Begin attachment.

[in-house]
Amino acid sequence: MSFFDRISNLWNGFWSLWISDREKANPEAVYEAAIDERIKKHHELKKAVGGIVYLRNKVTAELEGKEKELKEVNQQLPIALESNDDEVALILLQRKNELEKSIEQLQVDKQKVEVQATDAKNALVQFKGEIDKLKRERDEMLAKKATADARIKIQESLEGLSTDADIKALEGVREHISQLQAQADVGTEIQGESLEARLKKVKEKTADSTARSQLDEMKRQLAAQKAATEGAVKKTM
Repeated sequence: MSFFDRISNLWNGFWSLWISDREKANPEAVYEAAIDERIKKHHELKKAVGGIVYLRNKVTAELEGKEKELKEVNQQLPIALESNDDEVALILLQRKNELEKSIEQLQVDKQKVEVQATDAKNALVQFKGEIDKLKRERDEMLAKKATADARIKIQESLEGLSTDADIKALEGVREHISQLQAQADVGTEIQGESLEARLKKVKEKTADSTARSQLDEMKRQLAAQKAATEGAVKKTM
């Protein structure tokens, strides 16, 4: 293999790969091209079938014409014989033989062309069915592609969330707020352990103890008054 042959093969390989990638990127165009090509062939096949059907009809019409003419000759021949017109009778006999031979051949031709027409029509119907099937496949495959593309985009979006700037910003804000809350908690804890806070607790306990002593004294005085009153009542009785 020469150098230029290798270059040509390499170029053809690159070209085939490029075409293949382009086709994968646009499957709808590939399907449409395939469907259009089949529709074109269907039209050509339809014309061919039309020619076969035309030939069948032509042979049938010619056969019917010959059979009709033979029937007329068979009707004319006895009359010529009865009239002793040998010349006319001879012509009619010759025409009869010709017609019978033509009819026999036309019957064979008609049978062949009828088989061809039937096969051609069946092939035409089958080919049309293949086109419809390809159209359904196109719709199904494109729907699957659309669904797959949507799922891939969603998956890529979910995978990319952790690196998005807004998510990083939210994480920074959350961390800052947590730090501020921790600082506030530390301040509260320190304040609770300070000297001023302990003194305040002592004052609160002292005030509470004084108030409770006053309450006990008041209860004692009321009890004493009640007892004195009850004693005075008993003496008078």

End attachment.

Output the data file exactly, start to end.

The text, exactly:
[in-house]
Amino acid sequence: MSFFDRISNLWNGFWSLWISDREKANPEAVYEAAIDERIKKHHELKKAVGGIVYLRNKVTAELEGKEKELKEVNQQLPIALESNDDEVALILLQRKNELEKSIEQLQVDKQKVEVQATDAKNALVQFKGEIDKLKRERDEMLAKKATADARIKIQESLEGLSTDADIKALEGVREHISQLQAQADVGTEIQGESLEARLKKVKEKTADSTARSQLDEMKRQLAAQKAATEGAVKKTM
Repeated sequence: MSFFDRISNLWNGFWSLWISDREKANPEAVYEAAIDERIKKHHELKKAVGGIVYLRNKVTAELEGKEKELKEVNQQLPIALESNDDEVALILLQRKNELEKSIEQLQVDKQKVEVQATDAKNALVQFKGEIDKLKRERDEMLAKKATADARIKIQESLEGLSTDADIKALEGVREHISQLQAQADVGTEIQGESLEARLKKVKEKTADSTARSQLDEMKRQLAAQKAATEGAVKKTM
């Protein structure tokens, strides 16, 4: 293999790969091209079938014409014989033989062309069915592609969330707020352990103890008054 042959093969390989990638990127165009090509062939096949059907009809019409003419000759021949017109009778006999031979051949031709027409029509119907099937496949495959593309985009979006700037910003804000809350908690804890806070607790306990002593004294005085009153009542009785 020469150098230029290798270059040509390499170029053809690159070209085939490029075409293949382009086709994968646009499957709808590939399907449409395939469907259009089949529709074109269907039209050509339809014309061919039309020619076969035309030939069948032509042979049938010619056969019917010959059979009709033979029937007329068979009707004319006895009359010529009865009239002793040998010349006319001879012509009619010759025409009869010709017609019978033509009819026999036309019957064979008609049978062949009828088989061809039937096969051609069946092939035409089958080919049309293949086109419809390809159209359904196109719709199904494109729907699957659309669904797959949507799922891939969603998956890529979910995978990319952790690196998005807004998510990083939210994480920074959350961390800052947590730090501020921790600082506030530390301040509260320190304040609770300070000297001023302990003194305040002592004052609160002292005030509470004084108030409770006053309450006990008041209860004692009321009890004493009640007892004195009850004693005075008993003496008078």